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Wherefore Art Thou, Holy Spirit?

I think if I looked back at my journals over the last year or so, I’d see a lot of frustration being pointed to my inability to hear or sense God when I wanted Him to tell me what to do or provide relief. I was reminded numerous times of Mother Teresa, when after she passed away, they found her own writings that showed her often experiencing a stale faith and a quiet God. She still obeyed and practiced such self-discipline and trust in the way that she kept on serving and loving others, but I can imagine that would be very challenging. So many well-respected Christians from our history have experienced their own bouts of depression or lethargy when it came to their faith. God is quiet sometimes. However, other times He speaks so clearly through miracles, circumstances one could never be convinced are “coincidences”, dreams, hearts and lives changed, etc. I know it is wise to learn to expect an ebb and flow in faith patterns and that it is very normal. He is always with us, regardless of feelings, but it is also wise to know His promises so we can lean on them in the dry seasons.
I have wanted the touchy-feely faith that some people seem to have and I’ve wanted it to comply with my idol of comfort. I like happy thoughts and smooth days. I like feeling organized and in control. I don’t think that’s crazy or abnormal, but it can make emotions that are different than that bring me down and feel frustrated with God. With my prayers, as I addressed in a previous post, I’ve spent a lot of effort trying so hard to hear from Him; maybe hoping for an encouraging phrase or clear direction of some sort. I have had an experience like that a couple of times in my life, but it is not a regular occurrence. So often I forget that God can “speak” through other people, things we experience or learn, but most importantly (but often times the most challenging) through His Word.
Within just the last month or so, I have come across repetition on this issue. My brain needs repetition. Just last week I heard myself saying something like, “I read this last week, and then the sermon on Sunday had the same message, and then wait! this was in my stinking notes from bible study!” I like it when He does that. He gets me. God knows my skeptical, stubborn nature.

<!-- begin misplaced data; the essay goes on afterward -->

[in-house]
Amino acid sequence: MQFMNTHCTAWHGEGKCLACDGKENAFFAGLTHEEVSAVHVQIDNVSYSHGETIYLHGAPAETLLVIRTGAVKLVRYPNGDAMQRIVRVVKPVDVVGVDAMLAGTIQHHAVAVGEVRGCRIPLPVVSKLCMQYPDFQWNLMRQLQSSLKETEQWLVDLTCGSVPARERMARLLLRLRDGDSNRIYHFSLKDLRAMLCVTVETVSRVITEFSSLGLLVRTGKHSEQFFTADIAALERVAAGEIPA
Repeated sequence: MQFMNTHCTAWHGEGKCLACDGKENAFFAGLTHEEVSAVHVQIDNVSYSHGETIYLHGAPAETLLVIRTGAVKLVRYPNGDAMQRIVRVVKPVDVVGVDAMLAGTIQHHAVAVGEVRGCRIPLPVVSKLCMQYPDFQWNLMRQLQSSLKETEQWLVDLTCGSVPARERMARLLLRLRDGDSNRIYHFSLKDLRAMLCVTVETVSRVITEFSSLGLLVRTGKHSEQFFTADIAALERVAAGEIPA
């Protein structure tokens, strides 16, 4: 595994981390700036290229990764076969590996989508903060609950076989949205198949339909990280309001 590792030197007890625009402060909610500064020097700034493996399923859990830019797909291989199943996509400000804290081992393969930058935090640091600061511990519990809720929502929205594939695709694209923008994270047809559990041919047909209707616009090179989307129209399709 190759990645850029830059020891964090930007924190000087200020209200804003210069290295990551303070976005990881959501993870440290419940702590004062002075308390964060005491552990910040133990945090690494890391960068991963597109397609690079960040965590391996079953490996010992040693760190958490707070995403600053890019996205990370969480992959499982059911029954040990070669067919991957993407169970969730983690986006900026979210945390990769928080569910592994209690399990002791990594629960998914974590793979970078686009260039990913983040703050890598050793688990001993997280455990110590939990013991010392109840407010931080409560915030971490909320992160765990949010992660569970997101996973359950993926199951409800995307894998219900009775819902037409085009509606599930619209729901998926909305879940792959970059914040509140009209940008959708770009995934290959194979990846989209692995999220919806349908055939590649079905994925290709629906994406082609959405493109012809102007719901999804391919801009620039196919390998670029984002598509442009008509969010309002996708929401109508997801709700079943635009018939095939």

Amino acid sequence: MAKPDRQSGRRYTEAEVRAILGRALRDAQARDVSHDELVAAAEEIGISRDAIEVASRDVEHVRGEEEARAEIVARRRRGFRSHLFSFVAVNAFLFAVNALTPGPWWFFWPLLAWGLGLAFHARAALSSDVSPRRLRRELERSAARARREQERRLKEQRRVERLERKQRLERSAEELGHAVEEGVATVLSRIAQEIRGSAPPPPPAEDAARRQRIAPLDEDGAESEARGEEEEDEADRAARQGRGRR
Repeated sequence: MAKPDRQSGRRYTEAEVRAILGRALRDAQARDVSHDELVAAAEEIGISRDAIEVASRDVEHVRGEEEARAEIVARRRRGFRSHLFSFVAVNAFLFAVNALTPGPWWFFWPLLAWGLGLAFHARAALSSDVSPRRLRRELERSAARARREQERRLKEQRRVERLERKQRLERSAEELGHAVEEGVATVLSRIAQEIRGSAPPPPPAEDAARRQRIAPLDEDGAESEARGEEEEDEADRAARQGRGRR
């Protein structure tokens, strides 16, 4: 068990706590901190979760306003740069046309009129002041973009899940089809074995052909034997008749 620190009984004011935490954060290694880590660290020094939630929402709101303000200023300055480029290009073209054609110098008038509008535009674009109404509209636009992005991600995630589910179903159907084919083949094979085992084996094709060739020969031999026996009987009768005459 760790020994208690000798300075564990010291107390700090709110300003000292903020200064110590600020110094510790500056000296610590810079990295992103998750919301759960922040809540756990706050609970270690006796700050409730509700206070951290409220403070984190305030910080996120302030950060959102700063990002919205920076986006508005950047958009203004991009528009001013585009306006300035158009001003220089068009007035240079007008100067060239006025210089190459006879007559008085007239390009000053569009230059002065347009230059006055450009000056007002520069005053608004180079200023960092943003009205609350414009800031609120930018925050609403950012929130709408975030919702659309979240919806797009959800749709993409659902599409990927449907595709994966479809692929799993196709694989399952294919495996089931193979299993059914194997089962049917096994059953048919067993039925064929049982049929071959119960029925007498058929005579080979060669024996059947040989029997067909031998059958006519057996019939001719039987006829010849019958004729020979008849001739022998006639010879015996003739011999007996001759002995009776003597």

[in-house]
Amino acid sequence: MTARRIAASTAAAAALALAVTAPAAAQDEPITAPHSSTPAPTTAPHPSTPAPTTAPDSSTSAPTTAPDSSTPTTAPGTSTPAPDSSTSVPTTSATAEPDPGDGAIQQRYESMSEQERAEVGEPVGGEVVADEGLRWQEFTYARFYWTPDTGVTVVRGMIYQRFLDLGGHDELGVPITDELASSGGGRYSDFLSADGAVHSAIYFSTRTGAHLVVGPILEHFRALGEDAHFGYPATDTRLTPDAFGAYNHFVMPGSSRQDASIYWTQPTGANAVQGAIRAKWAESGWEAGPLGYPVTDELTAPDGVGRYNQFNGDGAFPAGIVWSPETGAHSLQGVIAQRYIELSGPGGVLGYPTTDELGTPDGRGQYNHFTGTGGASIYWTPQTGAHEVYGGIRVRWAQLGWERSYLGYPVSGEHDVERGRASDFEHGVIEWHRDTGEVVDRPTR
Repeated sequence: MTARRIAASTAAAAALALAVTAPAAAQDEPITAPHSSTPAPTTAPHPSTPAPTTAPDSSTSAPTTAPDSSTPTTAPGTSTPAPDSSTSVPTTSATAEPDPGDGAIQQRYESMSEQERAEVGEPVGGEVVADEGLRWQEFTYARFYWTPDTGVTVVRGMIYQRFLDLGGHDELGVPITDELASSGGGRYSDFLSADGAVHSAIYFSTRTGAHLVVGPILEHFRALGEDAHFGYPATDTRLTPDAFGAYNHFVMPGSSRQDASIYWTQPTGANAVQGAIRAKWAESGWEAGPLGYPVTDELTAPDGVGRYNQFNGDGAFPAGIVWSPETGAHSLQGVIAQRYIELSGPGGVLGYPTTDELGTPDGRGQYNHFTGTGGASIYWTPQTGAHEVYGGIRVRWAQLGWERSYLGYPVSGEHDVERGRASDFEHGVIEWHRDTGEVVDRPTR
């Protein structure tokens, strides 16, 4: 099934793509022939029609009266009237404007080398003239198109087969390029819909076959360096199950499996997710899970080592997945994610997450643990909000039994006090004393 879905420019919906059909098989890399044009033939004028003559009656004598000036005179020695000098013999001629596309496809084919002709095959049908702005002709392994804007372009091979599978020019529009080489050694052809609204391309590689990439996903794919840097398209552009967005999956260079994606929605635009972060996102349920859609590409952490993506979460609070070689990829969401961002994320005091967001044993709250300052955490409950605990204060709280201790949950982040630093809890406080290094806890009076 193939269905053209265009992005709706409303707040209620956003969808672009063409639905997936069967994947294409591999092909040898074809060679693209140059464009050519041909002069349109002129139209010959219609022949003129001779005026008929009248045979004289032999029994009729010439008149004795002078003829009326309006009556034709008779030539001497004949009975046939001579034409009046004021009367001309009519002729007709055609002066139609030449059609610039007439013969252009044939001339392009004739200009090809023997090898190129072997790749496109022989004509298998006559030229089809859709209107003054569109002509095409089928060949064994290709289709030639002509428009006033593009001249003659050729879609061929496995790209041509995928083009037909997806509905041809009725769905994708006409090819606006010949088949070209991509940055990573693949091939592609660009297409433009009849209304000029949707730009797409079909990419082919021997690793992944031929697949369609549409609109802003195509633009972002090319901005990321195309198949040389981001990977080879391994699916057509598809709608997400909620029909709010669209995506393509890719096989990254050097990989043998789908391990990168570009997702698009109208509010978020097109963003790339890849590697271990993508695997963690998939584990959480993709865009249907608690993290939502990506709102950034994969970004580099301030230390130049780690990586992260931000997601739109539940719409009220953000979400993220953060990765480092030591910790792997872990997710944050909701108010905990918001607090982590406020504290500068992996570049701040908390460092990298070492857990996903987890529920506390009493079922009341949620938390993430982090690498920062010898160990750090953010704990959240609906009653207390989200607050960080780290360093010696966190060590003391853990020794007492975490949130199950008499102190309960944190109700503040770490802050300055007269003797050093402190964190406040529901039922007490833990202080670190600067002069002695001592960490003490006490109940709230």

Some of the rich information I have learned recently addressed how the Holy Spirit works in our lives. The Trinity is by far one of the more challenging concepts to attempt to understand, but the mystery of it is becoming almost beautiful to me. I love to see Jesus as the physical human example of God; God with skin on. Jesus is a way for us to hear His words and see the way he treated others, so we will also know how to attempt to love. He is the “only mediator between God and mankind” (1 Timothy 2:5). The Holy Spirit, or sometimes called Advocate, Counselor, Comforter, or Helper (my favorite) is the connection to Christ for us humans. One of the most significant ways I learned the Holy Spirit works is to bring to mind what Jesus has already said. This was a huge revelation for me! This may sound silly to a mature believer, but I have spent so much time trying to “get” God to talk to me, when that is exactly what the Word of God is meant to do. I’ve always known I’m supposed to read the Bible, but it ain’t easy. It can be intimidating. I read the Word when I do bible studies or devotionals pretty regularly, but I am yet to be really IN the Word; where I am genuinely feeding on it, reading it as true daily instruction or the ultimate way to hear from the God of the whole universe! As a friend shared with me today, to be “in Christ” is to be in the Word. John 15:15 has Jesus saying, “all that I have heard from my Father, I have made known to you”. How cool is that?
I feel as though a page has turned and I’m able to see a bit more on how I am able to know more of God. I guess it seems obvious that the way to know God better is to read the Bible, but I think I have just avoided the self-discipline needed to really do so and preferred He just give me the Cliffs Notes version or a one-liner; bada-bing! A struggle I’ve come to recently realize in the last couple of years is that I know about Jesus, but don’t know Jesus. I began to pray that I would learn to know Him and I imagine this process that’s unfolding is just a sliver of the answer to that prayer. How do you hear from the Holy Spirit? Has the Word of God come alive to you and reminded you of His promises?